International Year of the Reef / highlighting the region’s fight to save coral

By: Uffe Wilken - Posted on: June 8, 2018 | Featured

2018 has been designated as the International Year of the Reef – the third within the past 20 years. While old challenges still prevail, new challenges have emerged. Petch Manopawitr, deputy of the Southeast Asian branch of the International Union for Conservation of Nature (IUCN), describes the potential impact of the Year of the Reef and the opportunities that lie ahead

A tourist snorkelling in warm sea waters, near a large bleached coral exposed in low tide, in the Gulf of Thailand. Coral bleaching is caused largely by warming sea temperatures Photo: Barbara Walton / EPA

A major component of the International Year of the Reef (IYOR) is raising awareness, and a lot of effort has been put into this. Has this had any effect on decision makers in Southeast Asia?
Generally there has been an awakening about climate change effects on coral reefs. The global bleaching event [that occurred between] 2015 and 2017 really showed that the reefs are the most vulnerable. There has been good development in several countries in developing marine protected areas (MPAs). But the essential questions about the effectiveness of them remain to be answered. In terms of recognition and policy, that seems to be better now than earlier IYORs. Governments have been pushed to act with stronger measures.

You also see countries like Myanmar now opening up and drafting policies for MPAs. They are now starting up from scratch in the marine environment in collaboration with IUCN and a number of conservation organisations. At the same time, tourism is booming, so maybe they can learn from the bad experiences in Thailand. Mass tourism is not easy to manage.

What challenges will organisations like IUCN face in coral reef conservation in the coming years?
The biggest challenge right now is climate change. So if we cannot solve the challenge of climate change, the reef ecosystem is pretty much doomed. Research has shown that if you have healthy reefs, measures can have a good impact. Maybe they cannot avoid bleaching, but they can recover faster. In Thailand we have seen this in a number of marine protected areas – they were very well protected but were also heavily affected by the bleaching event in 2010. Seven years on, and we have [seen] a very good recovery in those parts.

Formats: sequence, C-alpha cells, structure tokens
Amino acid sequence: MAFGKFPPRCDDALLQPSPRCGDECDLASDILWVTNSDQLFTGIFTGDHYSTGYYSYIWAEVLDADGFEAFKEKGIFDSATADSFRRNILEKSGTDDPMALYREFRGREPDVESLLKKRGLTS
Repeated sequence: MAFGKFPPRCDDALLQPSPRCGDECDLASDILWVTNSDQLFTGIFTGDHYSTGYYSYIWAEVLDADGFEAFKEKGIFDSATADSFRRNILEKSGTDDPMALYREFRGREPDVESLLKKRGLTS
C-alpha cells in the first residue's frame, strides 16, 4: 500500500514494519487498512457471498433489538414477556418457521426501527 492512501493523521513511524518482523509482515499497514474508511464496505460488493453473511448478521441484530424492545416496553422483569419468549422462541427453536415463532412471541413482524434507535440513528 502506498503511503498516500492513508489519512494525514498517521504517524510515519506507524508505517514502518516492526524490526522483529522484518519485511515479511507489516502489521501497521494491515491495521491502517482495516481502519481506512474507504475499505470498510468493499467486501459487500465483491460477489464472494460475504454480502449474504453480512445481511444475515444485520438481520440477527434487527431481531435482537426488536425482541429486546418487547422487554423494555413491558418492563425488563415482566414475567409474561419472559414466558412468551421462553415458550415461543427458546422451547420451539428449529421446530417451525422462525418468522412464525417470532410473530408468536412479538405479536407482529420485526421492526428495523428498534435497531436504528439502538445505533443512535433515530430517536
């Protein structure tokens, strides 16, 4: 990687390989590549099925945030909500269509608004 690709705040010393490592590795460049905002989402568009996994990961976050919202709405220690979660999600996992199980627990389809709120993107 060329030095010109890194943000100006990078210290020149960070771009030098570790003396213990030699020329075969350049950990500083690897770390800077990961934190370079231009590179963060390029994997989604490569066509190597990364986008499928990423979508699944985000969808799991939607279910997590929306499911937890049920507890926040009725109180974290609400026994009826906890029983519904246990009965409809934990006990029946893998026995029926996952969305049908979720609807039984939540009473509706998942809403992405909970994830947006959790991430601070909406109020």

There have been three IYORs from 1997 until 2018. What has been the most positive outcome from them?
Recognition that we need to save the reefs. Some very large initiatives have started up, like the Coral Triangle program, where we put coral in the heart of everything – wellbeing of people, natural capital and food security. We need to strike a balance between conservation and development. Now people see the reefs as something connected to the rest of the society.

A coral in American Samoa, before and after bleaching Photo The Ocean Agency / XL Catlin Seaview Survey

Two big threats to coral reefs are bleaching and ocean acidification. How do you cope with these ‘super threats’?
We have to think in a global context [like] reducing carbon emissions through implementation of the Paris Agreement. If all countries stick to that, it will be OK. Coral reefs will be a very good indicator of the progression of the effects of the carbon reduction.

Another relevant issue is plastic pollution. Earlier this year, a scientific publication showed how urban use of plastic can have a negative effect downstream, where plastic pollution increases the possibility of diseases in the corals.

New challenges seem to be popping up all the time – the latest being hazardous chemicals in tourists’ sunscreen. How do you balance a threat to people’s health (skin cancer) with the health of the reefs?
People should realise that the amount of sunscreen that they collectively use can have quite a big impact on nature. You have a choice now between a ‘reef-safe sunscreen’ and a traditional sunscreen with harmful chemicals. It is the consumer’s choice – which way do you want to go?

There are alternatives, such as a company in Thailand that has developed and promoted a reef-safe sunscreen using a mineral base instead of chemical ingredients.

Uffe Wilken is a Danish science writer and communicator. His main focus is on science and nature in the Arctic and in Southeast Asia.